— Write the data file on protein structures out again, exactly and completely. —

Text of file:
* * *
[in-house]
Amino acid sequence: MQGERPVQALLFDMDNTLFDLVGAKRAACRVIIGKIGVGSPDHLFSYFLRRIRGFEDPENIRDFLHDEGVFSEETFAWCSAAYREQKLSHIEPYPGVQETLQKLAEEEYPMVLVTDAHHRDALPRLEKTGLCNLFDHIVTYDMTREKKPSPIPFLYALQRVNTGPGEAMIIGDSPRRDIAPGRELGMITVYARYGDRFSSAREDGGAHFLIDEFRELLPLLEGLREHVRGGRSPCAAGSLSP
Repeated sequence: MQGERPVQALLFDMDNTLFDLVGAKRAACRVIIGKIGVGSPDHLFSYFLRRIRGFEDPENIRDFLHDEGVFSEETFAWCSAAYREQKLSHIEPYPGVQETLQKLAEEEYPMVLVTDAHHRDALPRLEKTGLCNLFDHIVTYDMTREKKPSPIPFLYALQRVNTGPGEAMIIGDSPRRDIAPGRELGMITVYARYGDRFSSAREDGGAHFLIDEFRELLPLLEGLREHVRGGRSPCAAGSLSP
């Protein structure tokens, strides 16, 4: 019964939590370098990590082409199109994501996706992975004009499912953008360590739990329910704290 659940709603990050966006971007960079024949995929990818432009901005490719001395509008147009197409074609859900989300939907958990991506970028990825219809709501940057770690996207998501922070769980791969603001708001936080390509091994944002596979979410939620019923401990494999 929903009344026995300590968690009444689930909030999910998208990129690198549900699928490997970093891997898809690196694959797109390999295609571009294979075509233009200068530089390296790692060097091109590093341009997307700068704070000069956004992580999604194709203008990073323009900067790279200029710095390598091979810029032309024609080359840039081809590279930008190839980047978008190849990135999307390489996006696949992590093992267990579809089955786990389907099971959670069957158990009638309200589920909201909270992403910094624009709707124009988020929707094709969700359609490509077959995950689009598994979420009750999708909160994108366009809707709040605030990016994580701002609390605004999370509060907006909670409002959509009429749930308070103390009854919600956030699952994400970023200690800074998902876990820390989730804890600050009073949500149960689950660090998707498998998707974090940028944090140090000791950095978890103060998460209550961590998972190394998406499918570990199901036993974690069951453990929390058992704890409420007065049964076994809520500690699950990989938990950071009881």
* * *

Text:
[in-house]
Amino acid sequence: MQGERPVQALLFDMDNTLFDLVGAKRAACRVIIGKIGVGSPDHLFSYFLRRIRGFEDPENIRDFLHDEGVFSEETFAWCSAAYREQKLSHIEPYPGVQETLQKLAEEEYPMVLVTDAHHRDALPRLEKTGLCNLFDHIVTYDMTREKKPSPIPFLYALQRVNTGPGEAMIIGDSPRRDIAPGRELGMITVYARYGDRFSSAREDGGAHFLIDEFRELLPLLEGLREHVRGGRSPCAAGSLSP
Repeated sequence: MQGERPVQALLFDMDNTLFDLVGAKRAACRVIIGKIGVGSPDHLFSYFLRRIRGFEDPENIRDFLHDEGVFSEETFAWCSAAYREQKLSHIEPYPGVQETLQKLAEEEYPMVLVTDAHHRDALPRLEKTGLCNLFDHIVTYDMTREKKPSPIPFLYALQRVNTGPGEAMIIGDSPRRDIAPGRELGMITVYARYGDRFSSAREDGGAHFLIDEFRELLPLLEGLREHVRGGRSPCAAGSLSP
């Protein structure tokens, strides 16, 4: 019964939590370098990590082409199109994501996706992975004009499912953008360590739990329910704290 659940709603990050966006971007960079024949995929990818432009901005490719001395509008147009197409074609859900989300939907958990991506970028990825219809709501940057770690996207998501922070769980791969603001708001936080390509091994944002596979979410939620019923401990494999 929903009344026995300590968690009444689930909030999910998208990129690198549900699928490997970093891997898809690196694959797109390999295609571009294979075509233009200068530089390296790692060097091109590093341009997307700068704070000069956004992580999604194709203008990073323009900067790279200029710095390598091979810029032309024609080359840039081809590279930008190839980047978008190849990135999307390489996006696949992590093992267990579809089955786990389907099971959670069957158990009638309200589920909201909270992403910094624009709707124009988020929707094709969700359609490509077959995950689009598994979420009750999708909160994108366009809707709040605030990016994580701002609390605004999370509060907006909670409002959509009429749930308070103390009854919600956030699952994400970023200690800074998902876990820390989730804890600050009073949500149960689950660090998707498998998707974090940028944090140090000791950095978890103060998460209550961590998972190394998406499918570990199901036993974690069951453990929390058992704890409420007065049964076994809520500690699950990989938990950071009881």